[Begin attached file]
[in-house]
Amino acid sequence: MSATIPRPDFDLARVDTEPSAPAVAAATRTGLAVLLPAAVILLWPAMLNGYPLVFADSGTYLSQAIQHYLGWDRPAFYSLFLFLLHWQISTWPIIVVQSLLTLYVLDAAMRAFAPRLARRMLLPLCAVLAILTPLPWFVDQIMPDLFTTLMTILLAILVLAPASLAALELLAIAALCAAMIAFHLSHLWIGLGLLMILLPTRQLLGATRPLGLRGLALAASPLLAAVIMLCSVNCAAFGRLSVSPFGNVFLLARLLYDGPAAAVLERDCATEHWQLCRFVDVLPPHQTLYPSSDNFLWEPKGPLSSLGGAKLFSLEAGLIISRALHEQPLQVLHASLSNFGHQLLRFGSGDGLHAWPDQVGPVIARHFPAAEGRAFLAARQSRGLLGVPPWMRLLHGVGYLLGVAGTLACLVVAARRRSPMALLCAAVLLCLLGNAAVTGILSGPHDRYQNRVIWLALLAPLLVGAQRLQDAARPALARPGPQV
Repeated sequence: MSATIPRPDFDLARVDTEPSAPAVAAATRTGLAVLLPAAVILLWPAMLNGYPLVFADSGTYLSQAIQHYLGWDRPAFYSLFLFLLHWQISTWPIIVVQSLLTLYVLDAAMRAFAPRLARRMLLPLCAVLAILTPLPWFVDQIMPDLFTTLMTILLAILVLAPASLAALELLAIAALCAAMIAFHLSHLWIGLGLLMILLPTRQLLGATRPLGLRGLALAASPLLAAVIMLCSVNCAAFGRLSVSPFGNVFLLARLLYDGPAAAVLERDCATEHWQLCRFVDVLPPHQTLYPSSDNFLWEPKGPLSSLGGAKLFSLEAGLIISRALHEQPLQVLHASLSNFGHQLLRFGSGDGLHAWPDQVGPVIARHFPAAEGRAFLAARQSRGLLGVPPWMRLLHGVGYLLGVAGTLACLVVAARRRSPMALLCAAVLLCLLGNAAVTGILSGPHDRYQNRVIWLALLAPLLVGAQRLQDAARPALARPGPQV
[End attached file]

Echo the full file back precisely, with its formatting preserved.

[in-house]
Amino acid sequence: MSATIPRPDFDLARVDTEPSAPAVAAATRTGLAVLLPAAVILLWPAMLNGYPLVFADSGTYLSQAIQHYLGWDRPAFYSLFLFLLHWQISTWPIIVVQSLLTLYVLDAAMRAFAPRLARRMLLPLCAVLAILTPLPWFVDQIMPDLFTTLMTILLAILVLAPASLAALELLAIAALCAAMIAFHLSHLWIGLGLLMILLPTRQLLGATRPLGLRGLALAASPLLAAVIMLCSVNCAAFGRLSVSPFGNVFLLARLLYDGPAAAVLERDCATEHWQLCRFVDVLPPHQTLYPSSDNFLWEPKGPLSSLGGAKLFSLEAGLIISRALHEQPLQVLHASLSNFGHQLLRFGSGDGLHAWPDQVGPVIARHFPAAEGRAFLAARQSRGLLGVPPWMRLLHGVGYLLGVAGTLACLVVAARRRSPMALLCAAVLLCLLGNAAVTGILSGPHDRYQNRVIWLALLAPLLVGAQRLQDAARPALARPGPQV
Repeated sequence: MSATIPRPDFDLARVDTEPSAPAVAAATRTGLAVLLPAAVILLWPAMLNGYPLVFADSGTYLSQAIQHYLGWDRPAFYSLFLFLLHWQISTWPIIVVQSLLTLYVLDAAMRAFAPRLARRMLLPLCAVLAILTPLPWFVDQIMPDLFTTLMTILLAILVLAPASLAALELLAIAALCAAMIAFHLSHLWIGLGLLMILLPTRQLLGATRPLGLRGLALAASPLLAAVIMLCSVNCAAFGRLSVSPFGNVFLLARLLYDGPAAAVLERDCATEHWQLCRFVDVLPPHQTLYPSSDNFLWEPKGPLSSLGGAKLFSLEAGLIISRALHEQPLQVLHASLSNFGHQLLRFGSGDGLHAWPDQVGPVIARHFPAAEGRAFLAARQSRGLLGVPPWMRLLHGVGYLLGVAGTLACLVVAARRRSPMALLCAAVLLCLLGNAAVTGILSGPHDRYQNRVIWLALLAPLLVGAQRLQDAARPALARPGPQV